Prices fell year-on-year by 0.9pc in March, the first annual drop in six months, to reach £162,712 on average, according to the Nationwide report.
It predicted that prices will head sideways or downwards over the coming year as the weak economy acts as a continuing "drag".
Estate agents and lenders had reported a surge in first-time buyer interest in recent months as the stamp duty deadline approached, but fears were raised that this would be followed by a dip once the 1pc duty for first-time buyers on properties worth between £125,000 and £250,000 was reinstated. Around four in 10 first-time buyers have benefited from the concession during the two-year period, according to recent research.
Nationwide said it was difficult to estimate how much the policy had boosted the market, as it is not known how many sales would have otherwise taken place.
But the report said: "Nevertheless, the reintroduction of stamp duty is likely to pose a further headwind to housing market activity in an already challenging environment. Based on our estimates, around 65pc of first-time buyers will pay stamp duty in the coming fiscal year, generating nearly £600m of tax revenue.
"In 2012-13, we estimate that around 100,000 first-time buyers will pay stamp duty on properties between £125,000 and £250,000, adding an average of around £1,800 to purchase costs relative to the last fiscal year."
Nationwide said the 7pc stamp duty rate imposed on £2m homes in the recent Budget was also likely to have an effect on the market "albeit a modest one".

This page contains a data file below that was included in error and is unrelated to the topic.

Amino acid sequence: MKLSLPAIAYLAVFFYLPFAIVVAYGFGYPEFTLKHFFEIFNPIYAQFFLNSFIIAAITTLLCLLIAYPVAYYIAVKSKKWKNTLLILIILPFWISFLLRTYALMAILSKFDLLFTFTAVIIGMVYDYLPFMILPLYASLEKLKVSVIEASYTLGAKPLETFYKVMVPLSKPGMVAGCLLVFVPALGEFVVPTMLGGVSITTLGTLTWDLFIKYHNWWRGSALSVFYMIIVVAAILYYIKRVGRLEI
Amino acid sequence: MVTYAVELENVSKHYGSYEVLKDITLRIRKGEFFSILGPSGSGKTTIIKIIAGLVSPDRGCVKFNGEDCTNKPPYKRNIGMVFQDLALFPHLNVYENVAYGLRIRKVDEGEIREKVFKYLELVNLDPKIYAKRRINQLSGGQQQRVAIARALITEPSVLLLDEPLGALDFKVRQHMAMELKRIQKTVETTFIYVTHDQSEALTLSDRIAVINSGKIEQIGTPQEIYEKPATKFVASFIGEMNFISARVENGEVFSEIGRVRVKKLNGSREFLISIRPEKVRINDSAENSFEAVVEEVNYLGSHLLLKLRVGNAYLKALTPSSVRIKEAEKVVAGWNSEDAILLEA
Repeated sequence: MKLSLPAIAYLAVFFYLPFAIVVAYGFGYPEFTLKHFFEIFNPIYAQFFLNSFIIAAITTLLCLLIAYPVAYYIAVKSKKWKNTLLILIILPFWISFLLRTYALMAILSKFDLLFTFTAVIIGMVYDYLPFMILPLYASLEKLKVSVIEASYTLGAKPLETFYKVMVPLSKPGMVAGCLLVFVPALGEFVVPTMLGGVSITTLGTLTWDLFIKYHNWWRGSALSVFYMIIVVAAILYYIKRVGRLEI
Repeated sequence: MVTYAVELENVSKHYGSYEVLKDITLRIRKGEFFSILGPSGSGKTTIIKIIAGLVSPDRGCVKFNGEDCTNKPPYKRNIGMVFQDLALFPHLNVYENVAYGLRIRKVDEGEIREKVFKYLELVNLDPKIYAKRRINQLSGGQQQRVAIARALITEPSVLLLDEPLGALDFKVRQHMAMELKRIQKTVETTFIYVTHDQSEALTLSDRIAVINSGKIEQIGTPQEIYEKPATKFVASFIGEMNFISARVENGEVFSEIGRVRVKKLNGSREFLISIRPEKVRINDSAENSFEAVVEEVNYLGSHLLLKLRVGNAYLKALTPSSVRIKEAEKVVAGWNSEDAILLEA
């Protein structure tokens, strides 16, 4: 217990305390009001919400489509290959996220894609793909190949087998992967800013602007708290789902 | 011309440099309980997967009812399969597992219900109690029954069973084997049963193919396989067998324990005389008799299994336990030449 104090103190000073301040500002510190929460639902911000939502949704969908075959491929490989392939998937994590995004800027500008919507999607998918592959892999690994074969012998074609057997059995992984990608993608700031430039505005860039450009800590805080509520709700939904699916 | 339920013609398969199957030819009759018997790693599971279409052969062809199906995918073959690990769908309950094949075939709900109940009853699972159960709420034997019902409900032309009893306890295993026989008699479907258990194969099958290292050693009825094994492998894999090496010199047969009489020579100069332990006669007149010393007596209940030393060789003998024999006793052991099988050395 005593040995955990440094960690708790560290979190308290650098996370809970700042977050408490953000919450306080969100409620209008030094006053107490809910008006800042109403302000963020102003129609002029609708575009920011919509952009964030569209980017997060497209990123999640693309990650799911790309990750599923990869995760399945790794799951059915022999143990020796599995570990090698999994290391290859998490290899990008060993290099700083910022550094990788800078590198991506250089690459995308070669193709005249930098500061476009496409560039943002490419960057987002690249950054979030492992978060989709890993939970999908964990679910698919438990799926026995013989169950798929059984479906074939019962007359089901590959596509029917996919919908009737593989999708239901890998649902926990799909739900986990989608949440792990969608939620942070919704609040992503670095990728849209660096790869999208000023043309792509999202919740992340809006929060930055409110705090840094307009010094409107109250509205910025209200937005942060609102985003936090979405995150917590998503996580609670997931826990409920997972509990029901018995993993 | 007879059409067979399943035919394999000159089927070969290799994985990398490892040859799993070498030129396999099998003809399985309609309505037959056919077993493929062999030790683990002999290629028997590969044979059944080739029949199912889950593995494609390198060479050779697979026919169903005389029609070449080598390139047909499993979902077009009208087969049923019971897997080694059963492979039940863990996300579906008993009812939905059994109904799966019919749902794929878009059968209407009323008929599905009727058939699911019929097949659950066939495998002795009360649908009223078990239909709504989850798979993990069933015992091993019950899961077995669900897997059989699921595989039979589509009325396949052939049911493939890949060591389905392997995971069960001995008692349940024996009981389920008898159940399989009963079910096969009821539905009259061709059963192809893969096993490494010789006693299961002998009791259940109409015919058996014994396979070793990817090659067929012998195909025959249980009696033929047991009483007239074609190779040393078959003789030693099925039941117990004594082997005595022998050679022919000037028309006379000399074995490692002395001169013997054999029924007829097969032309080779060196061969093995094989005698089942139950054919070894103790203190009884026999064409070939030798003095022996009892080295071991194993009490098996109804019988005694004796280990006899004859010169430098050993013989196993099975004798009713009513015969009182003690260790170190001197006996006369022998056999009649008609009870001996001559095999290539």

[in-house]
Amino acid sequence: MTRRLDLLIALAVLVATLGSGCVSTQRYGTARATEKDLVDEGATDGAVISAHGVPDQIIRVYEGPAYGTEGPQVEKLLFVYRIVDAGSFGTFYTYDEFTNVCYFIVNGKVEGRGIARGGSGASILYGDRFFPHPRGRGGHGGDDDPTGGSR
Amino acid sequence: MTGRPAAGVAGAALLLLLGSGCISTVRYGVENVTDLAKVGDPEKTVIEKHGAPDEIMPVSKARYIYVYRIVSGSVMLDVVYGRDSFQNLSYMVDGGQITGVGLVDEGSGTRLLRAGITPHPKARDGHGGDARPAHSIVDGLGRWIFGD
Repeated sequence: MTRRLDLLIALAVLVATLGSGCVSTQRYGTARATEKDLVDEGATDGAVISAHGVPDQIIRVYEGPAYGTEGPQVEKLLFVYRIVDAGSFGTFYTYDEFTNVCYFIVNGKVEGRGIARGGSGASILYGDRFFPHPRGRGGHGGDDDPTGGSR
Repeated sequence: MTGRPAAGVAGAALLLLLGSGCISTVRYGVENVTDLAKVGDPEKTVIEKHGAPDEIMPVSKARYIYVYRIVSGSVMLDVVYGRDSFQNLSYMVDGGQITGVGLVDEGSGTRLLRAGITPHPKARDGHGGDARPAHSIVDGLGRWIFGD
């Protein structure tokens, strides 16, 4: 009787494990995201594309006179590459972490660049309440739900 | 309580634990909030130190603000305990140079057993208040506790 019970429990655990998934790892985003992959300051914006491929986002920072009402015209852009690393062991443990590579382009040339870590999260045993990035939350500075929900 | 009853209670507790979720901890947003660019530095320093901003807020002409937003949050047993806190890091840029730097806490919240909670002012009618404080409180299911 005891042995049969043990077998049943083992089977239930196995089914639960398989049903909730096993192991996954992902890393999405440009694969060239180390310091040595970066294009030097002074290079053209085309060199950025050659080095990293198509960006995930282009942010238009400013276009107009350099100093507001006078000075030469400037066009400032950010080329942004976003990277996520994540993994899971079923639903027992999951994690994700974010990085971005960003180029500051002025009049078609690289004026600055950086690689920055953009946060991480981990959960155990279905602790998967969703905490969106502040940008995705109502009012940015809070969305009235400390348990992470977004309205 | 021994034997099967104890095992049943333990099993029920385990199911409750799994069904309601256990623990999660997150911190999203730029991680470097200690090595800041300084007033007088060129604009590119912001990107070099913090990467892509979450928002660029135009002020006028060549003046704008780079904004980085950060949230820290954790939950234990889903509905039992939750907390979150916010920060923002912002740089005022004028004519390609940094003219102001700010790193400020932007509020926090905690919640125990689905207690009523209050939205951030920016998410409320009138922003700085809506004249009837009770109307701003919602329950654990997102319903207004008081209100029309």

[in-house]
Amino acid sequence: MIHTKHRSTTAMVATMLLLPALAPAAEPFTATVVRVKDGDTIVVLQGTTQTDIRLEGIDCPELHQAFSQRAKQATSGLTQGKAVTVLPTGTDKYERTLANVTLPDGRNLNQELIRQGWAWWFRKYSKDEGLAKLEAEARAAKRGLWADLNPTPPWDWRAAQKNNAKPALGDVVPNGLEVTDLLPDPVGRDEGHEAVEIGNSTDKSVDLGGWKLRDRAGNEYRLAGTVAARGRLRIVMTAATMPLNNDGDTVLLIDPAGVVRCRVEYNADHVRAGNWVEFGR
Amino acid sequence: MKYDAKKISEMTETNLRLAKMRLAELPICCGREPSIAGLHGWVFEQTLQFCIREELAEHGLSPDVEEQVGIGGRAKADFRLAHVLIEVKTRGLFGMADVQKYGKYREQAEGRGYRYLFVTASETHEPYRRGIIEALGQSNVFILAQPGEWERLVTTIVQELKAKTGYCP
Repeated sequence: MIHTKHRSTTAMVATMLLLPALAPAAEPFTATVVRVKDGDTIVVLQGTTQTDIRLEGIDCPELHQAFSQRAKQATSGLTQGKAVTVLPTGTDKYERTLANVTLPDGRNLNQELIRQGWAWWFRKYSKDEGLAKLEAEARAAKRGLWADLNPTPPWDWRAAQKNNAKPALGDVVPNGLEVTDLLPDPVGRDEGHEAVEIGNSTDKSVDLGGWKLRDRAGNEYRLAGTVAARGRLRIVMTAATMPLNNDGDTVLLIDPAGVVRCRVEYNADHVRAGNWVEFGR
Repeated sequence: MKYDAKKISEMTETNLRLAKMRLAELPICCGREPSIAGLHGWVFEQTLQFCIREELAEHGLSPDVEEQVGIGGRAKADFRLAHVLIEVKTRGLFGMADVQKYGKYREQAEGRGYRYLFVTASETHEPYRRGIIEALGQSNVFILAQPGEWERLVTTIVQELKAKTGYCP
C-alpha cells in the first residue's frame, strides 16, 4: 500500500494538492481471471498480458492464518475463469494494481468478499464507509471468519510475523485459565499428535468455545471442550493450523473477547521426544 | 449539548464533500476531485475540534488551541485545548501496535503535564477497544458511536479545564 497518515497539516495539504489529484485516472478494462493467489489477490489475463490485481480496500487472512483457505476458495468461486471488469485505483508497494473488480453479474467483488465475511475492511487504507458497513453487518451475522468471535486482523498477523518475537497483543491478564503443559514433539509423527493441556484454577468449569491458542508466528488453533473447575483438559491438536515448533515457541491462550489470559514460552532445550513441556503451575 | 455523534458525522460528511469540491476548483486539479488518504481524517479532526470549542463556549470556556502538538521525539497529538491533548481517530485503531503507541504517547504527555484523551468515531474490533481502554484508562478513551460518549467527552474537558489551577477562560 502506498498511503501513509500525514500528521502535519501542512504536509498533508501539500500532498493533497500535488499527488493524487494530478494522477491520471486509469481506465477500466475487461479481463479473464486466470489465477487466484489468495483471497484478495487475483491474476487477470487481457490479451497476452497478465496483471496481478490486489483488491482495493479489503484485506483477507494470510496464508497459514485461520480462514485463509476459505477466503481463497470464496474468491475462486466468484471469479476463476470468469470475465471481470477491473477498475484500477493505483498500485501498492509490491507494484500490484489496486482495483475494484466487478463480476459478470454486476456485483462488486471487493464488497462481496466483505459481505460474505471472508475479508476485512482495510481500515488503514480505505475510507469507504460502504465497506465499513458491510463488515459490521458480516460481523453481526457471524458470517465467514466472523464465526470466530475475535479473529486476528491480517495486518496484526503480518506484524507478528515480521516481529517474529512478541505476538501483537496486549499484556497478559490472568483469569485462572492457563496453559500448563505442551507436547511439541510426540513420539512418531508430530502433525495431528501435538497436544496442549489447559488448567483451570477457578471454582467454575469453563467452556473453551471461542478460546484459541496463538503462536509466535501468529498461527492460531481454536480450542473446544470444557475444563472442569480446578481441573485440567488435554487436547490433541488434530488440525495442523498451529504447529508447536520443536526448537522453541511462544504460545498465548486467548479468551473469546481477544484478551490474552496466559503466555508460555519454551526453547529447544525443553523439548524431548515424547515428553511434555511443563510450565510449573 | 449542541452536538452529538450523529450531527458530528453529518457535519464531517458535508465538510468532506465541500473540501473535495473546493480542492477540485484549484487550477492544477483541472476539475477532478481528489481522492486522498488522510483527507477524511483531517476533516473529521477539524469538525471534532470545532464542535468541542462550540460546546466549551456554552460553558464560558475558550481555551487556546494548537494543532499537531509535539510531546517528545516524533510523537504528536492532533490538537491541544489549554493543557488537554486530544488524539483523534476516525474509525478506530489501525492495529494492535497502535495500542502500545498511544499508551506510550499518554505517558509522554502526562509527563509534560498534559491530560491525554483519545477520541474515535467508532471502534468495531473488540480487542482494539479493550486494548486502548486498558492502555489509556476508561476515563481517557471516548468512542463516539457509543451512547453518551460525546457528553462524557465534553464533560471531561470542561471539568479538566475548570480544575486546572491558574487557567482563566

London estate agents have already been reporting some sales grinding to a halt as a result of the announcement.
The Government recently launched the NewBuy scheme, to give first-time buyers and home movers a helping hand by enabling them to buy new-build properties with just a 5pc or 10pc deposit, rather than the 20pc typically demanded.
Nationwide's chief economist Robert Gardner said: "This dampening effect on housing market activity and prices may fade over the course of the summer, especially if the wider economic outlook begins to improve and other policy measures such as the Government's NewBuy scheme are successful in supporting buyer demand.
"However, in our view the challenging economic backdrop is likely to continue to act as a drag, with house prices moving sideways or modestly lower in the next 12 months."
Nationwide also released figures for the first quarter of this year, showing that seven out of the 13 UK regions recorded year-on-year price growth.
The North saw the strongest growth in the first three months of this year, with a 0.6pc rise taking the average house price to £114,828.
Wales saw the biggest drop, with a 3.1pc dip dragging typical prices to £129,682.
Meanwhile London, which recorded the strongest year-on-year price rise at 2.3pc, saw a 0.7pc dip in house prices over the quarter, taking average prices to £293,375.
The report said that hopefully the NewBuy scheme, along with other measures such as simplifying the planning system, would help boost the housing supply.
It said that current rates of building activity are below what is needed to meet future demand as the number of new households increases.